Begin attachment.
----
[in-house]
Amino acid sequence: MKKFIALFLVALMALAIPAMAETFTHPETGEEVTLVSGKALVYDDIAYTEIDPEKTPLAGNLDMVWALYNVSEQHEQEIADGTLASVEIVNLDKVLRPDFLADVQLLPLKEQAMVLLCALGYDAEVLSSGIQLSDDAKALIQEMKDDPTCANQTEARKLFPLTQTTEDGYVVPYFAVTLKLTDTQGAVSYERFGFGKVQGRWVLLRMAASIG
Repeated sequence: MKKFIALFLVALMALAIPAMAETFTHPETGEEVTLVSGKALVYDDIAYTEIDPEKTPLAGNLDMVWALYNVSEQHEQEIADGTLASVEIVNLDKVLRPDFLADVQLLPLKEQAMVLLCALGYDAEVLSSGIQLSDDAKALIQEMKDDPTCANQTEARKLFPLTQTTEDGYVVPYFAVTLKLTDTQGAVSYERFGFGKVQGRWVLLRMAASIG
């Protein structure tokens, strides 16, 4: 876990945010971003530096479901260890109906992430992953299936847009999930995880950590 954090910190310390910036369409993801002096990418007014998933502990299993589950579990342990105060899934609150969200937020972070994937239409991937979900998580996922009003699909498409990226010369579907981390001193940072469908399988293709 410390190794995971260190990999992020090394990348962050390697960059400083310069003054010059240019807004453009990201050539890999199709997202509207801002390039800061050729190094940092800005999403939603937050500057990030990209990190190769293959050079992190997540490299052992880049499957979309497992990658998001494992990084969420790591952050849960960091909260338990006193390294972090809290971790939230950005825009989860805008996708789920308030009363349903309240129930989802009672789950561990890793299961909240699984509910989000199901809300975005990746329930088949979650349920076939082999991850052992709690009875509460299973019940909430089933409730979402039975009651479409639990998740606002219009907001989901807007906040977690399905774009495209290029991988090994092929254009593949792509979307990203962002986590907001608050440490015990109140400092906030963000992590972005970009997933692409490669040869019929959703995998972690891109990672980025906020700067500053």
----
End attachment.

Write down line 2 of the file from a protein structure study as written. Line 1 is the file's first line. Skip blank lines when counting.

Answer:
Amino acid sequence: MKKFIALFLVALMALAIPAMAETFTHPETGEEVTLVSGKALVYDDIAYTEIDPEKTPLAGNLDMVWALYNVSEQHEQEIADGTLASVEIVNLDKVLRPDFLADVQLLPLKEQAMVLLCALGYDAEVLSSGIQLSDDAKALIQEMKDDPTCANQTEARKLFPLTQTTEDGYVVPYFAVTLKLTDTQGAVSYERFGFGKVQGRWVLLRMAASIG